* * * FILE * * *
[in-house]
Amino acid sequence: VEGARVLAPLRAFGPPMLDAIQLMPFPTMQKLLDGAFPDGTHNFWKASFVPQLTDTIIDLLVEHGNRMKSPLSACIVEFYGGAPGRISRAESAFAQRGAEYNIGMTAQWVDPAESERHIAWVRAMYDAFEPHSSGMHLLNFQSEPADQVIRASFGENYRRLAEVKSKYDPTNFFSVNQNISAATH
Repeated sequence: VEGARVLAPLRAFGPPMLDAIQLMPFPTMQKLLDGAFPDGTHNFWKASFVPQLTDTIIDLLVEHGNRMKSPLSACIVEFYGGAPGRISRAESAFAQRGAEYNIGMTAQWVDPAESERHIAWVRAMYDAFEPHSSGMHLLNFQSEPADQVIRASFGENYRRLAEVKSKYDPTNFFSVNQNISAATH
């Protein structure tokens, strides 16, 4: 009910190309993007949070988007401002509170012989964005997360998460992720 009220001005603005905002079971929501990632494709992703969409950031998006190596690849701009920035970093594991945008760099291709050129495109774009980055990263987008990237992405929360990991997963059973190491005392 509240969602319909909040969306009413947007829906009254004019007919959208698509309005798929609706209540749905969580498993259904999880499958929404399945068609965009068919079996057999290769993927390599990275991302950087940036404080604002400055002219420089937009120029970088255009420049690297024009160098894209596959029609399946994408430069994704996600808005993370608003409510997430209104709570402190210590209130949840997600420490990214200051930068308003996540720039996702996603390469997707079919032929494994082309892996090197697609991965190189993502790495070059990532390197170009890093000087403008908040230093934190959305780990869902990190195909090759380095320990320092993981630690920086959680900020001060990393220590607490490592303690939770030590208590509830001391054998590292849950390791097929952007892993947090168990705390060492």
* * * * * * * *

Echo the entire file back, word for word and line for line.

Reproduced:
[in-house]
Amino acid sequence: VEGARVLAPLRAFGPPMLDAIQLMPFPTMQKLLDGAFPDGTHNFWKASFVPQLTDTIIDLLVEHGNRMKSPLSACIVEFYGGAPGRISRAESAFAQRGAEYNIGMTAQWVDPAESERHIAWVRAMYDAFEPHSSGMHLLNFQSEPADQVIRASFGENYRRLAEVKSKYDPTNFFSVNQNISAATH
Repeated sequence: VEGARVLAPLRAFGPPMLDAIQLMPFPTMQKLLDGAFPDGTHNFWKASFVPQLTDTIIDLLVEHGNRMKSPLSACIVEFYGGAPGRISRAESAFAQRGAEYNIGMTAQWVDPAESERHIAWVRAMYDAFEPHSSGMHLLNFQSEPADQVIRASFGENYRRLAEVKSKYDPTNFFSVNQNISAATH
């Protein structure tokens, strides 16, 4: 009910190309993007949070988007401002509170012989964005997360998460992720 009220001005603005905002079971929501990632494709992703969409950031998006190596690849701009920035970093594991945008760099291709050129495109774009980055990263987008990237992405929360990991997963059973190491005392 509240969602319909909040969306009413947007829906009254004019007919959208698509309005798929609706209540749905969580498993259904999880499958929404399945068609965009068919079996057999290769993927390599990275991302950087940036404080604002400055002219420089937009120029970088255009420049690297024009160098894209596959029609399946994408430069994704996600808005993370608003409510997430209104709570402190210590209130949840997600420490990214200051930068308003996540720039996702996603390469997707079919032929494994082309892996090197697609991965190189993502790495070059990532390197170009890093000087403008908040230093934190959305780990869902990190195909090759380095320990320092993981630690920086959680900020001060990393220590607490490592303690939770030590208590509830001391054998590292849950390791097929952007892993947090168990705390060492």